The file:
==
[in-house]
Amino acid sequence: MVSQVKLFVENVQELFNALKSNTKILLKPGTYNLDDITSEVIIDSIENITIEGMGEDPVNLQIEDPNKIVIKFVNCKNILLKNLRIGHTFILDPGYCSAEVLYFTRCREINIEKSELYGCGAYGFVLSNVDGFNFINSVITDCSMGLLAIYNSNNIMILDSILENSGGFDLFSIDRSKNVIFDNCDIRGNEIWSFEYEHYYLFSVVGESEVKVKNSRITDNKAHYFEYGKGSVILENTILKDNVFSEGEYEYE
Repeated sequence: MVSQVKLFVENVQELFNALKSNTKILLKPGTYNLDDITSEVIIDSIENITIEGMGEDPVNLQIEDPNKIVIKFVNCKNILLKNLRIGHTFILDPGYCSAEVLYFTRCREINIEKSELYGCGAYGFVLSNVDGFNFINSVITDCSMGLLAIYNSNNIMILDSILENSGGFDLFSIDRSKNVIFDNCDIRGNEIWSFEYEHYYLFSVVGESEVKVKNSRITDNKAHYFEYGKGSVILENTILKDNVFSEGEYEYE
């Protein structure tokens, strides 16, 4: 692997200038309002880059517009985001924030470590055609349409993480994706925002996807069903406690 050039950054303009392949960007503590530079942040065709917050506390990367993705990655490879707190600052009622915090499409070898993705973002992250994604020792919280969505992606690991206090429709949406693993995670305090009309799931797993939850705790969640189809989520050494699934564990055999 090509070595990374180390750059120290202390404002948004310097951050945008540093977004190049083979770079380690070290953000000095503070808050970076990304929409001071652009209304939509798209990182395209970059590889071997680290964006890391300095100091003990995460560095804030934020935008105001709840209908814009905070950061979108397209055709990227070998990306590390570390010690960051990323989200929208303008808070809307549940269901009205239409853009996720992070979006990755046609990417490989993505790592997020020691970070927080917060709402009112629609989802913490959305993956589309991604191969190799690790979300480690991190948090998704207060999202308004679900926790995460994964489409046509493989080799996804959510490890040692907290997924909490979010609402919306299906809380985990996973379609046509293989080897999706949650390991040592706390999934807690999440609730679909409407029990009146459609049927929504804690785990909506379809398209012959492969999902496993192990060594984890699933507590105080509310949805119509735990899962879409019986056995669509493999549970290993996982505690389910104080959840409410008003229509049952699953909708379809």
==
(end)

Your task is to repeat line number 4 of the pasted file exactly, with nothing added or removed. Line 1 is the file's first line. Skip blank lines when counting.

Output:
């Protein structure tokens, strides 16, 4: 692997200038309002880059517009985001924030470590055609349409993480994706925002996807069903406690 050039950054303009392949960007503590530079942040065709917050506390990367993705990655490879707190600052009622915090499409070898993705973002992250994604020792919280969505992606690991206090429709949406693993995670305090009309799931797993939850705790969640189809989520050494699934564990055999 090509070595990374180390750059120290202390404002948004310097951050945008540093977004190049083979770079380690070290953000000095503070808050970076990304929409001071652009209304939509798209990182395209970059590889071997680290964006890391300095100091003990995460560095804030934020935008105001709840209908814009905070950061979108397209055709990227070998990306590390570390010690960051990323989200929208303008808070809307549940269901009205239409853009996720992070979006990755046609990417490989993505790592997020020691970070927080917060709402009112629609989802913490959305993956589309991604191969190799690790979300480690991190948090998704207060999202308004679900926790995460994964489409046509493989080799996804959510490890040692907290997924909490979010609402919306299906809380985990996973379609046509293989080897999706949650390991040592706390999934807690999440609730679909409407029990009146459609049927929504804690785990909506379809398209012959492969999902496993192990060594984890699933507590105080509310949805119509735990899962879409019986056995669509493999549970290993996982505690389910104080959840409410008003229509049952699953909708379809």